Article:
Four Things Wrong with Treading Water
For the second time in as many weeks, Jerry Manuel publicly stated that the goal for his team is to “play .500 ball” until the key Mets — Jose Reyes and Carlos Delgado — come off the disabled list. We addressed this concept less than a week ago, but since Manuel brought it up again, we’ll examine it again.
1. The bar is lowered
Most obviously, by establishing .500 as a goal, you have lowered the bar of success — while simultaneously telling the team that losing is OK.
Ideally, goals are reachable, but are not so easy attain. For example, a guy who is currently bench-pressing 150 pounds might make a goal of getting to 225 within 10 weeks. If that person gets only to 200 or 210, he’s still done a good job in driving toward his goal, and has made significant progress.
In contrast, what if the Mets set .500 as a goal and can only muster .475? That’s likely to send them into fourth place.
The Mets are 16-17 since Carlos Delgado went on the DL, and 12-11 since Jose Reyes’ last game. In between they also lost Oliver Perez and since then have lost J.J. Putz and John Maine, among others. So they’re right at .500 with the current club. So again, I go back to the weight training example — if that person is already benching 150, would he set his 10-week goal to be 150? Of course not! So since the Mets as currently assembled are playing .500 ball, why would a “goal” be to stay at that level?
2. Confidence is shaken and self-image is lowered
With this “treading water” concept we have focused on the players absent from the roster. But how about the current 25 Major Leaguers?
One of my former D1 / semipro teammates had this to say:
That’s truly an inspiring message. (sarcasm dripping) From a player’s perspective, I’m ticked off. I am here because I deserve to be playing in the Major Leagues. What he is saying is that with this bunch of mediocre players, they’re lucky to be treading water, that this crew stinks. What Manuel should be saying is “I’m proud of the job these guys have done, stepping in to roles that they did not expect to be filling at this time of the season. We are playing hard-nosed baseball and are excited about the play from our young players.”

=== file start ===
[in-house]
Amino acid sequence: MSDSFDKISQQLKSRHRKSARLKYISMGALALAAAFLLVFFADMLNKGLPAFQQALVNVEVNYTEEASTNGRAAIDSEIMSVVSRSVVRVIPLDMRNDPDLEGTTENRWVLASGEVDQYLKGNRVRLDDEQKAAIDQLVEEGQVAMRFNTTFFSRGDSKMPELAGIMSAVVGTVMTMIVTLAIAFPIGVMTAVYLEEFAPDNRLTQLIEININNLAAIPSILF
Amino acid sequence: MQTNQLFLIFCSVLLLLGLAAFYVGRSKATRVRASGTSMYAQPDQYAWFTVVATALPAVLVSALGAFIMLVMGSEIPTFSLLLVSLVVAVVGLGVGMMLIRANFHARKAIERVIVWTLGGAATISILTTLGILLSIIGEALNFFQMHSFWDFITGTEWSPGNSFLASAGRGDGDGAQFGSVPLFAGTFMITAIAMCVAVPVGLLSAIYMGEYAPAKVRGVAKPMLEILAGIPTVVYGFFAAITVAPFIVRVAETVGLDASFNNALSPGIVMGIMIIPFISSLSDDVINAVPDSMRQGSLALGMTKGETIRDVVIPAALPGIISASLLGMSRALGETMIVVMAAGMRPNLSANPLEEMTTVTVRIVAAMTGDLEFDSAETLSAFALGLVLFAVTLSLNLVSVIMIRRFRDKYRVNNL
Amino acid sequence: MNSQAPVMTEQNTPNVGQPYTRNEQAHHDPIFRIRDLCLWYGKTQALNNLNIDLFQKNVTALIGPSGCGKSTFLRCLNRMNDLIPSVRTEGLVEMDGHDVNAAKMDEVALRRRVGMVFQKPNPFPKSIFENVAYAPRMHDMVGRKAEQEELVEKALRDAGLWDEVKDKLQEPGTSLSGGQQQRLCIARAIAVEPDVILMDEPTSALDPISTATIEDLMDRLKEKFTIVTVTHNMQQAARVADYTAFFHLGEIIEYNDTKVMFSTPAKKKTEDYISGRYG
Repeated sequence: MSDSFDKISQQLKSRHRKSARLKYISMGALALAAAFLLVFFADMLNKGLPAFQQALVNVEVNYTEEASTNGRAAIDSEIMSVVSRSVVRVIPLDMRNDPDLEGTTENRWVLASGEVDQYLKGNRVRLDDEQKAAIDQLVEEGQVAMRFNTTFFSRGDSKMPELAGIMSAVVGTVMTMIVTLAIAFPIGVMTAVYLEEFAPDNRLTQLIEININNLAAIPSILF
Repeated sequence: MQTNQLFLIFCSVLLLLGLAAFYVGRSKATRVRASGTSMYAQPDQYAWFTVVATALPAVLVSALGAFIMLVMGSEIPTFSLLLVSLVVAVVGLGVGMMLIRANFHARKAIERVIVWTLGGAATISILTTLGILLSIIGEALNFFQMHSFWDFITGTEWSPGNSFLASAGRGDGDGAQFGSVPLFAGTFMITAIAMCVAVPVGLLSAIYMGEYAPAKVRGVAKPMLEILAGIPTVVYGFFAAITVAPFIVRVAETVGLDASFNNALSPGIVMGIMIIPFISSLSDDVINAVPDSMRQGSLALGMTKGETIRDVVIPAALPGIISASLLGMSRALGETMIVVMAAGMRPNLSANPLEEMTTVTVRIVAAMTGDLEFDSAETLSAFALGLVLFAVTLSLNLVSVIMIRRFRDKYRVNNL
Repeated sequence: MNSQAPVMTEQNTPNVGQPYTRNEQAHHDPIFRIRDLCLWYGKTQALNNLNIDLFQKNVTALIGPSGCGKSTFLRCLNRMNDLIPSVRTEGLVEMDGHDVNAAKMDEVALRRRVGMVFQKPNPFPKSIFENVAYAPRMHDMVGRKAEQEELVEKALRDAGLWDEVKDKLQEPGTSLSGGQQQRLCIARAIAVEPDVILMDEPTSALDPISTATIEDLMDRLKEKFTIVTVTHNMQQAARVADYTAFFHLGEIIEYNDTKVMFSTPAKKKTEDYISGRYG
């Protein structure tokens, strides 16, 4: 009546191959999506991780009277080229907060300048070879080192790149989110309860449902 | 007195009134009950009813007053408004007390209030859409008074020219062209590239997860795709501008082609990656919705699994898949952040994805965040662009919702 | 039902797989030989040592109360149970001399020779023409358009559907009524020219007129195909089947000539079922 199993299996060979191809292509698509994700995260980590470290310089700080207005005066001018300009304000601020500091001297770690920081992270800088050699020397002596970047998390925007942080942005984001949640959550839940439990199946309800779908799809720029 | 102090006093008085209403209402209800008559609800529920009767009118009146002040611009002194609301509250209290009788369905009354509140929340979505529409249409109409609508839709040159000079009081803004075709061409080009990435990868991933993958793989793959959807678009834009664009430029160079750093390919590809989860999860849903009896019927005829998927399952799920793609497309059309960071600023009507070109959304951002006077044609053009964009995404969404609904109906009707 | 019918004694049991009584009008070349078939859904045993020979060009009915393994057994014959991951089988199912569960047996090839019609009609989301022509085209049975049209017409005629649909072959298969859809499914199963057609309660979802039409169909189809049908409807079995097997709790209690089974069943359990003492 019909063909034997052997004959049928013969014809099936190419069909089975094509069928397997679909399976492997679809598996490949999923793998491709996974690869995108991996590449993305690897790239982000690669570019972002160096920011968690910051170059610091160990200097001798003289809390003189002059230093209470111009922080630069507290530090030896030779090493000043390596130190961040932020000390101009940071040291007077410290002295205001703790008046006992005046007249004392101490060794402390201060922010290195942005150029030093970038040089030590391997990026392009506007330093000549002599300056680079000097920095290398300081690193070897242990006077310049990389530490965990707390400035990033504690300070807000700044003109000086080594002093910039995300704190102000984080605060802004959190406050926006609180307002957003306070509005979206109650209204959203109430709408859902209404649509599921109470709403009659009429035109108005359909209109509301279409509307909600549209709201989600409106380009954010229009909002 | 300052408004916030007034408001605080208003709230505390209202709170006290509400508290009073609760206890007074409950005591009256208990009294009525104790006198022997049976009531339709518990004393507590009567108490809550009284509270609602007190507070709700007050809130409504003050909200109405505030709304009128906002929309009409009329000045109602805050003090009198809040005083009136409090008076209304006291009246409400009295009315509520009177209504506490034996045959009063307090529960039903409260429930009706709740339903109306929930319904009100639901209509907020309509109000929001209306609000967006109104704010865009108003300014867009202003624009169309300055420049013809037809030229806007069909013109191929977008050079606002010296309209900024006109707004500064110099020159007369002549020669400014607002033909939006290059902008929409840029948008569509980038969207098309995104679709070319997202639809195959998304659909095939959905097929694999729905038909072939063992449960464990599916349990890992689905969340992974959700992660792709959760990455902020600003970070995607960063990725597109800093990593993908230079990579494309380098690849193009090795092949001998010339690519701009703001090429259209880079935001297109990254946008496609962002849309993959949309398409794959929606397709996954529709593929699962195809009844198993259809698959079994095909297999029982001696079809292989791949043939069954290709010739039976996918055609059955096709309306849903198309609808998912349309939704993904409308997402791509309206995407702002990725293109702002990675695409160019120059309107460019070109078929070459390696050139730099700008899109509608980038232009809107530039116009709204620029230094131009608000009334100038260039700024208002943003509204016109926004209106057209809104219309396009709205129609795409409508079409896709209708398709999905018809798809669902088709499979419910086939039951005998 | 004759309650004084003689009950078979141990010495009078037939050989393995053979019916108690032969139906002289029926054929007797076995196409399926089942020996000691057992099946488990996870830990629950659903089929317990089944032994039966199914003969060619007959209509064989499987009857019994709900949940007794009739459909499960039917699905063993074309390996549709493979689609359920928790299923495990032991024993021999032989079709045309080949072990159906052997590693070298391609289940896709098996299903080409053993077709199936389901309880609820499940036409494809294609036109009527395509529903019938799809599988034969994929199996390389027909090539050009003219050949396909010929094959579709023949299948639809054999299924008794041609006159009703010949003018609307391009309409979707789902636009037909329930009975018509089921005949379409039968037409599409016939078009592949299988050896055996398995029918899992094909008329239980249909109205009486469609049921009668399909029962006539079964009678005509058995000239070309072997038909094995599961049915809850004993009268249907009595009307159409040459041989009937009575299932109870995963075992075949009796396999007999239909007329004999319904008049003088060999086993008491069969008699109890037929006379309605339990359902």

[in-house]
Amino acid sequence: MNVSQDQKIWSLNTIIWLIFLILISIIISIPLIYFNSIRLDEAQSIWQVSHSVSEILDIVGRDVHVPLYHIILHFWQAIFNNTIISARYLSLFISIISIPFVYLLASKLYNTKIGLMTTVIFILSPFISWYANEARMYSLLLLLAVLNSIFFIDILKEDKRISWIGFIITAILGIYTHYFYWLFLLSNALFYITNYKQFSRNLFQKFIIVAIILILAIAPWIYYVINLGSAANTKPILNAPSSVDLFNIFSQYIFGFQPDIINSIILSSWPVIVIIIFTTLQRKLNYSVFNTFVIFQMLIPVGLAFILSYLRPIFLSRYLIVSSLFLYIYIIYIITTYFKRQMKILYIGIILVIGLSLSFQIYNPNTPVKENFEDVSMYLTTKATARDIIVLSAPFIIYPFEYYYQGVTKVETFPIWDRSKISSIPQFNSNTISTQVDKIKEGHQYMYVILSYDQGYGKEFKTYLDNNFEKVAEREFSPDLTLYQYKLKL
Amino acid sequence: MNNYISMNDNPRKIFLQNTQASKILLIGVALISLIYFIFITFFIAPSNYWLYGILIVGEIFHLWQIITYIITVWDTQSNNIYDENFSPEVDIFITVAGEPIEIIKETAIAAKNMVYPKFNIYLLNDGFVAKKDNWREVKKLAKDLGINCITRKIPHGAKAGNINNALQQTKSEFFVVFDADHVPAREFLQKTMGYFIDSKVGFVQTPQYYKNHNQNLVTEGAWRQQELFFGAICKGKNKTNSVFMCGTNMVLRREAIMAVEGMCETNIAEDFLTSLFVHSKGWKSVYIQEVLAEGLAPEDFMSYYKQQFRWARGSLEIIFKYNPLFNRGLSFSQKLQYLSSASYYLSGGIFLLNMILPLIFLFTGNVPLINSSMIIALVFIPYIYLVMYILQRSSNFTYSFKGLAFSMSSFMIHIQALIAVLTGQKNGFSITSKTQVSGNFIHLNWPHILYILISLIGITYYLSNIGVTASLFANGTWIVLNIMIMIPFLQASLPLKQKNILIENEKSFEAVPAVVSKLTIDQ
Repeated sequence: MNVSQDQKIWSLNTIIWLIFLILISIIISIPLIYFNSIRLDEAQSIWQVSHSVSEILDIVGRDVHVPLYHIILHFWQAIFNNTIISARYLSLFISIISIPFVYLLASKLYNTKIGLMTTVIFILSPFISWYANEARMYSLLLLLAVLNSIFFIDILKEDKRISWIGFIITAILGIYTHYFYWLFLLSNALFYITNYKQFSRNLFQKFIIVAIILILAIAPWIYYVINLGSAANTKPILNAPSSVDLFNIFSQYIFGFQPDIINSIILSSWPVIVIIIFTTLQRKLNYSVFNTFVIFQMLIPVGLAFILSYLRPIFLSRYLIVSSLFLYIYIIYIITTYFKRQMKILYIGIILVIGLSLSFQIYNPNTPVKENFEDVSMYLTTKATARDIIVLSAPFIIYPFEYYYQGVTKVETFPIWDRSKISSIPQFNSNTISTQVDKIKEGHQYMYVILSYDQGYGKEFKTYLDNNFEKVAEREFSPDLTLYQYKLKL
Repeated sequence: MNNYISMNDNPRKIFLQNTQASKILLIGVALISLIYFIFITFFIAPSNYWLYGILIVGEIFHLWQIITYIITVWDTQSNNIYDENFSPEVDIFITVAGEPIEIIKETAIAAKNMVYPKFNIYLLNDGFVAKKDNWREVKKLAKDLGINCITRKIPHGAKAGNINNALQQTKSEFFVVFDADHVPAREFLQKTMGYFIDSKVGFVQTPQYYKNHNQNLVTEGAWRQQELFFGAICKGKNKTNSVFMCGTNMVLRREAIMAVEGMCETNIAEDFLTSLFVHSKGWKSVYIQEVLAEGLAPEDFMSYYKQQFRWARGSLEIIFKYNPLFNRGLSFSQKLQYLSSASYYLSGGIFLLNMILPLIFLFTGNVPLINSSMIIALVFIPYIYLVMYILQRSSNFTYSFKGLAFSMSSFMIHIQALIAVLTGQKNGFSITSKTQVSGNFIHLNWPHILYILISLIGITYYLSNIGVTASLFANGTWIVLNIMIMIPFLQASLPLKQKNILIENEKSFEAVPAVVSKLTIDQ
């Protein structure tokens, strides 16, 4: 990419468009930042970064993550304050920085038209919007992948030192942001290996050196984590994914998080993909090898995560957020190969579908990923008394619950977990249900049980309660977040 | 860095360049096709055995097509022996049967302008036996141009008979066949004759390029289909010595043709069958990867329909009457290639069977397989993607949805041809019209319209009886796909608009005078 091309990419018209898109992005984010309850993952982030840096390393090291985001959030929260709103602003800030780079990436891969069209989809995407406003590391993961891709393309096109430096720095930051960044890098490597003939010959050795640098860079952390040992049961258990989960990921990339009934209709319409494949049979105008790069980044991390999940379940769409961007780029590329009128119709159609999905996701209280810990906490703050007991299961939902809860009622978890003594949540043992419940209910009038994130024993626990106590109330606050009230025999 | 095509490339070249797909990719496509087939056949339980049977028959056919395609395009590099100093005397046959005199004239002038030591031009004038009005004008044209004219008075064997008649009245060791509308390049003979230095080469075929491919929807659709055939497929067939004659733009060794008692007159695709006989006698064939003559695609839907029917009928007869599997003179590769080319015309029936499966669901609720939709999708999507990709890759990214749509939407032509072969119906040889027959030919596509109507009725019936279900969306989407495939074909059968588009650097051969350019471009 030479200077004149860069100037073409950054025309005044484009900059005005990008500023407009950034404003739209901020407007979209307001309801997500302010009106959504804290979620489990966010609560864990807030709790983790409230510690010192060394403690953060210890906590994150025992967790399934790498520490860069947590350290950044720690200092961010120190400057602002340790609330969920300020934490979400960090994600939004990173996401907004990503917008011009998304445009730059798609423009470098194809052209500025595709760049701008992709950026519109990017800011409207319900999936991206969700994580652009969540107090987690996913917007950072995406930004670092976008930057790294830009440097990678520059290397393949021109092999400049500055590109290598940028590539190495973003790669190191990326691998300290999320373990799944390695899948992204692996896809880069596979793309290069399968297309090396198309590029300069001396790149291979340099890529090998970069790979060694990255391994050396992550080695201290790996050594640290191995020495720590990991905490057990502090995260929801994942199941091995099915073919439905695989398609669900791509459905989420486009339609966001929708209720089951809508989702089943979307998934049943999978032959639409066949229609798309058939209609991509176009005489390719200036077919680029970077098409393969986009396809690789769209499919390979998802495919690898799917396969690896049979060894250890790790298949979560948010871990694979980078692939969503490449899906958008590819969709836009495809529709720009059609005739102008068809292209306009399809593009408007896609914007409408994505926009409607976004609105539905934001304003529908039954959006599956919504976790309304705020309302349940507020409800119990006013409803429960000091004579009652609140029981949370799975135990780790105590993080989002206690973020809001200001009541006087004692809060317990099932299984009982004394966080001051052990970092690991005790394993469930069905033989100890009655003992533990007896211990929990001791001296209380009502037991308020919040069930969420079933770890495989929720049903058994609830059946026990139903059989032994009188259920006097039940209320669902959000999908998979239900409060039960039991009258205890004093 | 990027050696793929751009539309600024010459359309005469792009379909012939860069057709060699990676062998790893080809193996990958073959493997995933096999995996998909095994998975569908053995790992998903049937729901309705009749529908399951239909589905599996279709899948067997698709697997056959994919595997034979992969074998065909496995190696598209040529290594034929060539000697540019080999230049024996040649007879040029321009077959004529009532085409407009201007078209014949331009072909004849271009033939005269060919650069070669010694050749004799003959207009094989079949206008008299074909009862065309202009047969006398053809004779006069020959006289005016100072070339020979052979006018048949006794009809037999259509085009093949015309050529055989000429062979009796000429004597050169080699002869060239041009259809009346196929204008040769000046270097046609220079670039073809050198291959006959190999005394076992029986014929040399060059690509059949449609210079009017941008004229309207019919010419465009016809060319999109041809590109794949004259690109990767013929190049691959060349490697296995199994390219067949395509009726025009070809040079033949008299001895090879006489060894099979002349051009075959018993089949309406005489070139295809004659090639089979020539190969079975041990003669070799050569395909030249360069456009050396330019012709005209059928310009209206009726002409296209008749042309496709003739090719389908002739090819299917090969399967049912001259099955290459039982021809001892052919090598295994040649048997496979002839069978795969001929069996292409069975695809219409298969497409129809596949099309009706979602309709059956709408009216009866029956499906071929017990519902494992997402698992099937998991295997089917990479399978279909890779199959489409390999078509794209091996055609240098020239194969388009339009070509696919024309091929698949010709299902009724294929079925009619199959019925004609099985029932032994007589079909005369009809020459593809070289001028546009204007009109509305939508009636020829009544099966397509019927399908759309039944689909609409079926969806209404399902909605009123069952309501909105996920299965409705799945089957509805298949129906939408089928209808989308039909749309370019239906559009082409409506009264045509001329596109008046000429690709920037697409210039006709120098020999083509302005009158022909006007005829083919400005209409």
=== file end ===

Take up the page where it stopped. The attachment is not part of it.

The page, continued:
Agreed. A player can go one of two ways after hearing Manuel’s .500 comment — he can be upset that his manager thinks he’s not good enough to play winning baseball at the MLB level, or he can accept his manager’s “dose of reality” and begin to believe that he’s not good enough to play on a pennant contender. Either way you have unnecessary negative thoughts entering the mind. Sure, some may say it’s good to have a chip on one’s shoulder, or be motivated to prove someone wrong, but that doesn’t work for everyone, and it rarely works over the long haul (see: Milton Bradley).
3. The excuse to fail is in place
So what happens if the team plays .500 ball for the next two months and their final record leaves them short of the postseason? Well, it’s OK, because Jerry Manuel stated back in June that .500 ball without Reyes and Delgado was the best his team could muster. They did their best, and, oh well, it simply wasn’t enough. Manuel escapes criticism and responsibility with the slipperyness of a teflon pan. Better yet, if the team does better than .500, Manuel is hailed as a master genius of lineup shuffling, pitching management, and team motivation. Either way his job is secure for 2010. Well done.
4. Pressure is placed on the cavalry
Now, what happens if the team does in fact “tread water” until Jose Reyes and Carlos Delgado return? Those two players will be expected to turn the team on like a light switch and go on a tear, winning sixty, seventy, perhaps eighty percent of their ballgames the rest of the way. But when players miss a few months, it can be difficult to get back in the swing, so to speak. Some wonder if Delgado will be able to contribute anything. Will these players press? Will they try to do too much, and fail as a result?
Despite all the injuries, the Mets remain in second place, only three games out of first place. They still have the best closer in baseball, one of the top three starting pitchers in MLB, arguably the best all-around centerfielder in MLB, and arguably the best third baseman in MLB. Add Francisco Rodriguez, Johan Santana, Carlos Beltran, and David Wright to any last-place team and tell me whether that team would be thinking the postseason was a possibility.
The key point in this is that by setting the goal of “treading water”, Jerry Manuel has (as already mentioned) removed any blame from himself if the team misses the postseason again. Any manager worth his salt would not publicly set any tangible goals, but rather give the old “we’re taking it one game at a time” response — which sounds like a tired cliche but in fact is the best approach no matter what your team’s state. You don’t worry about a month or two months from now, or the players you don’t have — you focus on the here and now, and what you can do today to win a ballgame. That’s the internal and external message of a leader who knows how to win.